He continued, “Training and deploying AI models is computationally intensive, and that has implications for embodied carbon in data center hardware, electricity usage, water for cooling, e-waste, and so on.”
“Tech impacts climate and climate impacts agriculture,” he said.
One study, conducted by researchers from AI firms like Hugging Face, aimed to quantify the carbon impact of a machine learning model called Bloom. The study found Bloom’s training emitted enough carbon to power an average American home for 41 years. The same study reported that models of a similar parameter size, such as OpenAI’s GPT-3 model, emitted nearly 20 times as much as Bloom.
Polina Levontin, an environmental policy researcher at Imperial College London, has a more optimistic perspective. She sees AI as a cost-effective way to offset agriculture’s existing carbon footprint.
“There is enormous potential to use agriculture to regenerate soils, capture carbon, use less water and nitrogen, and only apply chemicals when really needed,” she said. “AI will make all this much
easier and cheaper ... and, combined with robotics, will limit exposure for farm workers from heat waves and [the like].”
Her concern lies with who will benefit from the adoption of these AI tools. “AI will benefit all farmers, small and large, but it is likely to benefit larger farmers a lot more, exaggerating existing inequalities,” she said.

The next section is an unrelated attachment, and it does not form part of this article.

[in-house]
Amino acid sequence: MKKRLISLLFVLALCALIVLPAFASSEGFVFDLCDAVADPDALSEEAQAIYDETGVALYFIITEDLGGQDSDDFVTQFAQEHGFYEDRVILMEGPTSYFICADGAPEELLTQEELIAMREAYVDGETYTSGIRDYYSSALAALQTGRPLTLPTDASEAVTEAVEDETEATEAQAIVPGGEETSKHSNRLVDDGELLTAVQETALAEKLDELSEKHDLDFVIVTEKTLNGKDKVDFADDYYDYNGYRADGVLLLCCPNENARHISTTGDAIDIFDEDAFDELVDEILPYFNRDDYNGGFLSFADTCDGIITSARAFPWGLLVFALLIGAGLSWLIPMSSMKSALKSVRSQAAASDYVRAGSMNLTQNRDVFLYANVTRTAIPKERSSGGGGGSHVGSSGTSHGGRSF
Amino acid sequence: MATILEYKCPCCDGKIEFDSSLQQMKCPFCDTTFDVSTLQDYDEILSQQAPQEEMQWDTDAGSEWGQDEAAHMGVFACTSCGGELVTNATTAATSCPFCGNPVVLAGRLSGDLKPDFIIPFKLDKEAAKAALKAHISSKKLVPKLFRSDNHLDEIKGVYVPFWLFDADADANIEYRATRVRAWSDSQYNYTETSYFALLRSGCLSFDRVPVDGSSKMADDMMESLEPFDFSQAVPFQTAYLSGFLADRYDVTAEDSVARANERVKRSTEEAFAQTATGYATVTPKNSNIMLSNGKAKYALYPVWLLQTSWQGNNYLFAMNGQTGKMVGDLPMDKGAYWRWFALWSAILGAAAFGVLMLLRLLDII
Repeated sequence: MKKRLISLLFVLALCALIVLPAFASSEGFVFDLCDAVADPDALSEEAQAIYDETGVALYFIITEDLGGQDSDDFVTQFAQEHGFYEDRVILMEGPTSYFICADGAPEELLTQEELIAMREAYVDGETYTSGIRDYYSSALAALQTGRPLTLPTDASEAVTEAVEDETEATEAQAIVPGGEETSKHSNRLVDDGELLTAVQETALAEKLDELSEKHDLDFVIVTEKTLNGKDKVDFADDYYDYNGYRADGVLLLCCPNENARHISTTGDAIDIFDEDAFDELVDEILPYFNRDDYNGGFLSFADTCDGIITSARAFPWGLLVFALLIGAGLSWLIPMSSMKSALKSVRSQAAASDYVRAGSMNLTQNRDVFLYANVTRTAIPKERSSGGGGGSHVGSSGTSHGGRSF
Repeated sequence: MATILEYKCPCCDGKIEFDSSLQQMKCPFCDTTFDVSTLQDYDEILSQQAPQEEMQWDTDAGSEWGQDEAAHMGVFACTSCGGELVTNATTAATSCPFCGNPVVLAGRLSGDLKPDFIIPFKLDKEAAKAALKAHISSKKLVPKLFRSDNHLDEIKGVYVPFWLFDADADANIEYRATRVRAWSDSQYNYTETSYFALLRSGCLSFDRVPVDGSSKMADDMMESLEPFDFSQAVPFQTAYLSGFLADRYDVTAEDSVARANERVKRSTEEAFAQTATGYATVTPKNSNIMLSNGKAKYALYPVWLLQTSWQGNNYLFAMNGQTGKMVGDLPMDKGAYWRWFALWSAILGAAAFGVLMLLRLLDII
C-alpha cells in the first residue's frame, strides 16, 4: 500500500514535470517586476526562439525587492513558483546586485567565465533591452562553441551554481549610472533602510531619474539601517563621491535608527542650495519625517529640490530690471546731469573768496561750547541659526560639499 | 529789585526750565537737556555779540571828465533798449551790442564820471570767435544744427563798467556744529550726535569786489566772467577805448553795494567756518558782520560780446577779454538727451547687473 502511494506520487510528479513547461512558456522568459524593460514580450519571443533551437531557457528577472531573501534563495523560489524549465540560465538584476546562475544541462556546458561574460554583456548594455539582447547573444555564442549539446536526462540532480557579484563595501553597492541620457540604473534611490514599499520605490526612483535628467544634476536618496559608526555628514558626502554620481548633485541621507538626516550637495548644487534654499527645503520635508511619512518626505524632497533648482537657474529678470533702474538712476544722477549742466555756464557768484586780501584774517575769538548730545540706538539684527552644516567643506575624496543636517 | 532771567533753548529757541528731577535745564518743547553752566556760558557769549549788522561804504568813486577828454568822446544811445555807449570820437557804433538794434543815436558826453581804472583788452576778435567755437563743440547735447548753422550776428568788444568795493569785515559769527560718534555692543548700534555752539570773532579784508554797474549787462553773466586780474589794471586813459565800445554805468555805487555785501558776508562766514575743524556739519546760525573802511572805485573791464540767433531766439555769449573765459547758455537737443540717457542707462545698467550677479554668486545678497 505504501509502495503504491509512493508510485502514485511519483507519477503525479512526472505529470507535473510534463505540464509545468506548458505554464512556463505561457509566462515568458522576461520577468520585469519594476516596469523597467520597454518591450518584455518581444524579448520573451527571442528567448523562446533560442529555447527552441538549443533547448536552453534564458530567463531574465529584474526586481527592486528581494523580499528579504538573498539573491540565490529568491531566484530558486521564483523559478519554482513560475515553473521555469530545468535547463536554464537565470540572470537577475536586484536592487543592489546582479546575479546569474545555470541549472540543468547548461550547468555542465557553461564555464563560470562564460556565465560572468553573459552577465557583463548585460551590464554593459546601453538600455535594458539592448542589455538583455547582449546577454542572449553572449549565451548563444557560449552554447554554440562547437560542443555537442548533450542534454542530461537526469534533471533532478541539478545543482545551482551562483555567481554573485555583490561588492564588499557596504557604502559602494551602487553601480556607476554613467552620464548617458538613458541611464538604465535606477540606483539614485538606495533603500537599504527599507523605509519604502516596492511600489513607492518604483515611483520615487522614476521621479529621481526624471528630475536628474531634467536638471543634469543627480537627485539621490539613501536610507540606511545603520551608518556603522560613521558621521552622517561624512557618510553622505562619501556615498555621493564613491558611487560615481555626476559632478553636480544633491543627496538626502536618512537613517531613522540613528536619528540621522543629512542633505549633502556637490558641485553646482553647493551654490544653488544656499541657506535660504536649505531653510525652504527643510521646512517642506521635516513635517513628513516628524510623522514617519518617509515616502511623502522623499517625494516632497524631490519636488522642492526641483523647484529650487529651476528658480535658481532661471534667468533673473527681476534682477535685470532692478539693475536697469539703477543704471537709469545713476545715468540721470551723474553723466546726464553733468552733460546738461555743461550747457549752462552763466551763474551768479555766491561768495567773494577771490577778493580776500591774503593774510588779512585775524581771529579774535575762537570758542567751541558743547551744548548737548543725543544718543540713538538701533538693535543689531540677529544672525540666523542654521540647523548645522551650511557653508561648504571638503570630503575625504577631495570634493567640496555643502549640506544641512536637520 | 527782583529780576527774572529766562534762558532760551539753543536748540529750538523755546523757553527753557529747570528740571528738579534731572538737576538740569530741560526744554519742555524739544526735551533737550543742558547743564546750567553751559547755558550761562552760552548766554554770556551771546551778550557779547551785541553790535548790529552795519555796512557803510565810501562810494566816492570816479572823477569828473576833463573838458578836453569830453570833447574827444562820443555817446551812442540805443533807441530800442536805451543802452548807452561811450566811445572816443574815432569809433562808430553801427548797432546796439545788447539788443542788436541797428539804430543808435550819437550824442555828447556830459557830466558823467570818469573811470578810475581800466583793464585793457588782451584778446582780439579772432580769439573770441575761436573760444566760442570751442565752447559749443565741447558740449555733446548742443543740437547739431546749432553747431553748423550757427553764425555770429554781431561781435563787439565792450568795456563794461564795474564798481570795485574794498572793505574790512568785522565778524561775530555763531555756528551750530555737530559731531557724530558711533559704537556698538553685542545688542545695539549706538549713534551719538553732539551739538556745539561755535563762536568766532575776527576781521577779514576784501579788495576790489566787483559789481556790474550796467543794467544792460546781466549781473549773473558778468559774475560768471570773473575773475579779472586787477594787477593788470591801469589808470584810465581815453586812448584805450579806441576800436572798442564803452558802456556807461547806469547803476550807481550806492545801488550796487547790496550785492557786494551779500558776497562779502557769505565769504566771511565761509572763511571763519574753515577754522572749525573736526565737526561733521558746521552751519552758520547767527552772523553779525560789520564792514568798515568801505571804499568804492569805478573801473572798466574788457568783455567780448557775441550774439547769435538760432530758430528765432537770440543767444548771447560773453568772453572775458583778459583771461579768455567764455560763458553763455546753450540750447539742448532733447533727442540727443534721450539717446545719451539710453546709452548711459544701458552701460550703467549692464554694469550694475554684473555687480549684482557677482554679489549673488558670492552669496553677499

Still, farmers like Arnusch are already getting creative. He hopes AI can help take the guesswork out of decision-making, and make it easier for smaller farms like his to run a profitable business. “I appreciate the value it has in understanding alternatives that maybe weren’t as obvious to me as I would have thought,” he said.
Walton notes that LLMs aren’t the only AI tools being used in agriculture. Deep learning systems, which use large datasets to recognize patterns and make decisions, are also increasingly popular. These models can be used for crop disease detection, weed control, and yield prediction. Researchers have also found ways to use AI to assess animal emotions, a practice some think will have positive impacts on global animal welfare.
However, he warned against thinking of AI as a silver bullet solution. “We’ve really seen this gung-ho attitude this year … where [suddenly] everyone is rushing to embed generative models in everything, without talking about what the long game is.”
There are also still big gaps in tech companies‘ commitments to climate change and the energy-intensive worlds they are creating, said Walton. “Technology is going to be an important part of how we address climate change. Techno-solutionism is not.”
Hannah Macready is a freelance writer focused on technology and innovation. Her work has appeared in The Globe & Mail and the Financial Post, among others. In her free time, Hannah loves exploring the dense forests of Canada’s West Coast with her two dogs, Soup and Salad. Find more of Hannah’s work here.